Having been retired from my position at the University of Canterbury for over 20 years, I have slowed down on most fronts, and now travel much less than I would like.
My earlier work on raising literacy levels in third world countries was summarised in a themed edition of the "International Journal of Educational Research" for 2001, (Vol 35, No.2) for which I was the guest editor. Most of the articles were written by educators in each of the ten participating countries, with some editing from me. All projects showed pleasing gains and in several countries the ptrograms were expanded to all, or most of their schools.
During my retirement I have been fortunate enough to get on the mailing list of numerous aid agencies, and have visited and worked in many developing countries which I would never have expected to visit. In some of these places, I helped the local authorities to set up book floods, but more recently my work was focussed on improving testing and examination policies or evaluating new projects. In one case I was sponsored by the IRA (ILA?) to seve as a volunteer working on raising standards in a group of rural schools in Zambia in a project designed by the Childrens Fund.
In 2009 I had an aticle published in the "NewZealand Journal of Educational Studies",with Sereima Lumelume, (Vol 44, 1,pp 3-14) which outlined our evaluation of a book flood in the Pacific Isalnds of Vanuatu, where I have worked on and off over the past 35 years..
In 2005, the international journal "Prospects" published an article I wrote on how the IEA's TIMSS-R Program contributed to the the improvement of education in 18 developing countries, following financial support from World Bank which allowed these countries to participate. The reference is "Prospects", 35, 2, 199-212.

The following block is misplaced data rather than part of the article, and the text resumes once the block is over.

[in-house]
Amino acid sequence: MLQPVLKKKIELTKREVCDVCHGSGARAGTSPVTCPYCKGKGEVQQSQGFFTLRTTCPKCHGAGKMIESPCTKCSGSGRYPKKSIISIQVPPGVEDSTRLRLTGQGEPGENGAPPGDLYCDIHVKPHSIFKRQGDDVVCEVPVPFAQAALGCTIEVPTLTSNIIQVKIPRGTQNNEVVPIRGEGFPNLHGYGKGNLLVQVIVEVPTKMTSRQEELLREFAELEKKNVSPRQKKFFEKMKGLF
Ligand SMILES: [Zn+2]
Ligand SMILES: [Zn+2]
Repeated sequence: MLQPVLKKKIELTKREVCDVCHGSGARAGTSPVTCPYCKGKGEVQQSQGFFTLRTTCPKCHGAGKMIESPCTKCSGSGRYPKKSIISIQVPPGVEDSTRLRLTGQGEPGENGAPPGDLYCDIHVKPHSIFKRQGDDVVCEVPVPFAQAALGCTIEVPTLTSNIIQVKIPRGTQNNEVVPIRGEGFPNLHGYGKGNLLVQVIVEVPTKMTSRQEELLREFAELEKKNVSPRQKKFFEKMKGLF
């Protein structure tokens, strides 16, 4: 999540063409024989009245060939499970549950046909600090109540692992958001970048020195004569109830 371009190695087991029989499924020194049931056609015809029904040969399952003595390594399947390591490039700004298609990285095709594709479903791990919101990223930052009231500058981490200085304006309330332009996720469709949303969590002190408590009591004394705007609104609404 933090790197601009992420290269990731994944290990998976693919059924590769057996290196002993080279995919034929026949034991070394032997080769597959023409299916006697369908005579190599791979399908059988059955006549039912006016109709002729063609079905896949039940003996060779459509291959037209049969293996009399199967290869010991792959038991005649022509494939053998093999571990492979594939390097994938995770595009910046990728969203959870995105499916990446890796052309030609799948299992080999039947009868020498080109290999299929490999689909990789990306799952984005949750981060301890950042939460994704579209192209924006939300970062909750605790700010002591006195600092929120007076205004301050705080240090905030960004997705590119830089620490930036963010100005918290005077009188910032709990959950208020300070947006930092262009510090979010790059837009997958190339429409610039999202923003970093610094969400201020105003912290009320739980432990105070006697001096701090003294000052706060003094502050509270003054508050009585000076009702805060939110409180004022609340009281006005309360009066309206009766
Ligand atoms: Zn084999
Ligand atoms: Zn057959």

In recent years I have been participating in debates over the merits of Standards-Based Assessments and their impact on overall standards rnationally. I am sceptical about the claimed nenefits of this form of assessment, as the international surveys of achievemnet conducted every three years by OECD in their PISA program show a consistent decline in standards of literacy, mathematics and science in the countries which have adopted standards-based methods ; viz. Austarlia, Sweden, USA, UK, and New Zealand. In this connection I had an article in "the NZ Journal of Educational Studies" , 2005, 40, 1, 3-23, entitled "On the remarkable stability of student achievement over time" This stability makes a mockery of the results obtianed from year to year in national examinations in New Zealand. These results showed huge discepancies from year to year in the proportions of students gaining passes and excellent grades.. I have summarised the relevant PISA results, and probable reasons for the alarming declines in several countries in an article in the local journal, "The New Zealand Principal", 2014, 29, 1, 10-13, entitled "What can PISA tell us about NCEA and national standards?"
My other professional interest is the development of standardised tests of reading achievement for New Zealand students. In the 1990s I created a new series of tests of reading for students in Years 3-9 which were designed for use early in the school year. These tests provided sub-test scores in word recognition, sentence comprehension, paragraph comprehension and vocabulary, with additional subtests for years 7-9 in the language of advertising and recognising different genres. These tests proved very popular in the schools and I was recently asked to revise and expand them, with support from staff at the New Zealand Council for Educational Research, who are responsible for printing and distributing them.
I am now on the verge of a second retirement to allow me to spend more time on the tennis court. I have represented New Zealand five times in the annual International Tennis Federation's Team event playing in various countries. Unfortunately there is as yet no competition for 85+ yrs teams, which may be just as well as my limbs and my results often tell me it is time to lower my sights..